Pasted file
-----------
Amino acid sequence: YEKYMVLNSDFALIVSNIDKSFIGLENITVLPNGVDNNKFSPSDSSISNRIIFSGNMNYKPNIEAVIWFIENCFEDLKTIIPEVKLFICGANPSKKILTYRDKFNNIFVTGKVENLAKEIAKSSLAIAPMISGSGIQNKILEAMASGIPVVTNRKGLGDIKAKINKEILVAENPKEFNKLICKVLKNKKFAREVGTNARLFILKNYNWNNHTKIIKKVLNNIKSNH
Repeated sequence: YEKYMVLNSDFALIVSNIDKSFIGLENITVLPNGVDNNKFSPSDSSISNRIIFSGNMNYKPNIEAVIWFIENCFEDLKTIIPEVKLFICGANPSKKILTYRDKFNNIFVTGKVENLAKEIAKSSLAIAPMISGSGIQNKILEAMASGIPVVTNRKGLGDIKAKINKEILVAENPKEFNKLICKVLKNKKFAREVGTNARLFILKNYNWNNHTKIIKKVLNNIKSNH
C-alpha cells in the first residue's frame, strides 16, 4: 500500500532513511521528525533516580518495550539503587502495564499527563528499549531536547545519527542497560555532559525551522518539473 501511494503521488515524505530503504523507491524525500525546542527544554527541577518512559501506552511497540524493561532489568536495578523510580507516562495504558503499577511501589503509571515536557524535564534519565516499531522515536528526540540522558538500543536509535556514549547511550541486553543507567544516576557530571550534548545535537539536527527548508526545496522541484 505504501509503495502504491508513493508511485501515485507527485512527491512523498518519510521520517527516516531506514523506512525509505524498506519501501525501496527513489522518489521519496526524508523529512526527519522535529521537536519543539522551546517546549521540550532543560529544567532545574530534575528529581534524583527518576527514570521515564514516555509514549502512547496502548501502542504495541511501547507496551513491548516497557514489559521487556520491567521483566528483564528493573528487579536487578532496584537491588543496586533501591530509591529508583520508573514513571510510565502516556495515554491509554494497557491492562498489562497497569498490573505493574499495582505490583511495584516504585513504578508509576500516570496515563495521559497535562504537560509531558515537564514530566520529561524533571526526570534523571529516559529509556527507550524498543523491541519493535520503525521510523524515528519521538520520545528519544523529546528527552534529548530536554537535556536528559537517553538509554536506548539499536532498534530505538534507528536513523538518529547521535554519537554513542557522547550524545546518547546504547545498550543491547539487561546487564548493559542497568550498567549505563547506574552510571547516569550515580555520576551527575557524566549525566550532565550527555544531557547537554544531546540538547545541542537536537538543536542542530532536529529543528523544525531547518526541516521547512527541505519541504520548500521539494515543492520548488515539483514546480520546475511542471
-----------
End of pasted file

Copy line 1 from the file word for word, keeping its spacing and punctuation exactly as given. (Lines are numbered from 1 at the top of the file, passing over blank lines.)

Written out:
Amino acid sequence: YEKYMVLNSDFALIVSNIDKSFIGLENITVLPNGVDNNKFSPSDSSISNRIIFSGNMNYKPNIEAVIWFIENCFEDLKTIIPEVKLFICGANPSKKILTYRDKFNNIFVTGKVENLAKEIAKSSLAIAPMISGSGIQNKILEAMASGIPVVTNRKGLGDIKAKINKEILVAENPKEFNKLICKVLKNKKFAREVGTNARLFILKNYNWNNHTKIIKKVLNNIKSNH